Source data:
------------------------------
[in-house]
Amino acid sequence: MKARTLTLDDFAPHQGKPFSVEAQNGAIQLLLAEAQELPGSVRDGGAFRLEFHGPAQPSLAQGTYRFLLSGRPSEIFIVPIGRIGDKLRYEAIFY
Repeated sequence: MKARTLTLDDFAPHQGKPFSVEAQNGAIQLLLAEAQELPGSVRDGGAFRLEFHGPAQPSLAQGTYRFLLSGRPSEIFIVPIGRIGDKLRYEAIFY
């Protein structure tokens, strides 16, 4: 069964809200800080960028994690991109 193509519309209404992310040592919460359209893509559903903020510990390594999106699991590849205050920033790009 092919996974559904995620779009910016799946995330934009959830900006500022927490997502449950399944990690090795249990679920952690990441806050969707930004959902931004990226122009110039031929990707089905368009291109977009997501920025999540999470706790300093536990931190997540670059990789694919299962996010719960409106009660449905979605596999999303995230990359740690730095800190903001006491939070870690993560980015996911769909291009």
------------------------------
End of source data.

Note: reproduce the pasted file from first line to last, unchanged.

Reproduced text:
[in-house]
Amino acid sequence: MKARTLTLDDFAPHQGKPFSVEAQNGAIQLLLAEAQELPGSVRDGGAFRLEFHGPAQPSLAQGTYRFLLSGRPSEIFIVPIGRIGDKLRYEAIFY
Repeated sequence: MKARTLTLDDFAPHQGKPFSVEAQNGAIQLLLAEAQELPGSVRDGGAFRLEFHGPAQPSLAQGTYRFLLSGRPSEIFIVPIGRIGDKLRYEAIFY
């Protein structure tokens, strides 16, 4: 069964809200800080960028994690991109 193509519309209404992310040592919460359209893509559903903020510990390594999106699991590849205050920033790009 092919996974559904995620779009910016799946995330934009959830900006500022927490997502449950399944990690090795249990679920952690990441806050969707930004959902931004990226122009110039031929990707089905368009291109977009997501920025999540999470706790300093536990931190997540670059990789694919299962996010719960409106009660449905979605596999999303995230990359740690730095800190903001006491939070870690993560980015996911769909291009």